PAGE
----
With 98% of Norwegian energy demand met by renewable energy, the nation is on track to reach its aim of climate neutrality by 2030. Yet Norway’s material consumption per capita, over 32 tonnes, would require close to 5 Earths if the rest of the world mimicked it.
Norway remains a major exporter of crude oil and natural gas, with little being done to limit this industry – petroleum production is actually expected to increase.
Equinor, Norway’s largest energy company, remains a major opponent to sustainable development. The company, heavily backed and partially owned by the state, continues to initiate new drilling projects.
Instead, Norway focuses on reducing deforestation in the Global South. These projects allow the nation to maintain its fossil fuel economy, while viewed as a sustainability leader by ‘helping’ the Global South become more sustainable, at the expense of local populations.
Norwegian companies don’t advance neo-colonialism in the Global South on their own – they rely on the state’s complicity. Norwegian arms have illegally found their way to Yemen and Palestine, as arms companies find loopholes in Norwegian export law. Norway also dropped bombs in Libya and Afghanistan to further the interests of domestic oil companies that saw an opportunity to access untapped reserves. The nation even prevented natural gas projects in Africa from coming to fruition, ensuring the continent stays dependent on fossil fuel exports from Europe.
This points to a larger trend of ‘green imperialism’ between the Global North and South, where wealthy nations impose restrictions on poorer nations in the name of climate justice while continuing their own unsustainable practices.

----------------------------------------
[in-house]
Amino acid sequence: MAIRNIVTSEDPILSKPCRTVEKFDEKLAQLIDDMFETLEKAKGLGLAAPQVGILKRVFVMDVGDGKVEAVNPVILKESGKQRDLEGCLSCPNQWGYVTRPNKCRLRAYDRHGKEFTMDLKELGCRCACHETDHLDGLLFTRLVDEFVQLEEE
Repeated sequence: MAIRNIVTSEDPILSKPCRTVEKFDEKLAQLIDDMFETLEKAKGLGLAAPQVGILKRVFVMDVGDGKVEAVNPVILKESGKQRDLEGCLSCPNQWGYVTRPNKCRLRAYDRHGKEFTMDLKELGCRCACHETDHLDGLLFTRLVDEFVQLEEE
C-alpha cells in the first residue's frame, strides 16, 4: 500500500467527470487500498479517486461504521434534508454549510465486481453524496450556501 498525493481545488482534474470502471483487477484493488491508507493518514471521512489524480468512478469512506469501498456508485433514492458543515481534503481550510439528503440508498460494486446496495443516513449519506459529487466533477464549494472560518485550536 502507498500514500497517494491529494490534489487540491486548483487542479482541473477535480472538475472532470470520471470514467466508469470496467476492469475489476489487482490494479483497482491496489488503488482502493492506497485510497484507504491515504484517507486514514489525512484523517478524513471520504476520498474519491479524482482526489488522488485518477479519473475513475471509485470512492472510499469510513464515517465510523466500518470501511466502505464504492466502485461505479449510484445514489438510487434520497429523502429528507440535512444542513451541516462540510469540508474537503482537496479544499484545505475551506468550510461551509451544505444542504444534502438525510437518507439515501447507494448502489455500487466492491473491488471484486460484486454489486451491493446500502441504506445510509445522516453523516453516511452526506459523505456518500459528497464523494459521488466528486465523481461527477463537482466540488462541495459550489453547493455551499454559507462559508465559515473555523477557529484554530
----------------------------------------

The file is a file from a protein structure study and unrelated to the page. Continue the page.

Norway is the poster child for the Nordic Model. However, since the Norwegian wealth and prosperity rely upon fossil fuel extraction and export and neocolonialism in the Global South, it’s clear this Model should not be seen as an inspiration. The Model can’t even be replicated in most nations without the vast wealth required.
Clearly, the Nordic Model is inherently unsustainable.
This begs the question: if Norway is seen as one of the most sustainable nations in terms of the SDGs, are these goals inherently flawed?
I would argue yes. The SDGs don’t come close to addressing the fundamental issues causing the climate crisis and consistently prioritise economic growth over the environment and societal wellbeing. Under capitalism, the needs of society and nature will always take a backseat to profit accumulation, as seen in Norway and the Nordic Model.
To achieve sustainability, sustainable development must increase social wellbeing and prioritise planetary needs, which requires a radical restructuring of global systems. We need to create new SDGs, ones that emphasise socio-environmental needs over the economy and GDP growth. Only then can we attain true sustainable development.
Image 1: Unsplash/ Jarand K. Lokeland
Image 2: Flickr/ Chumlee 10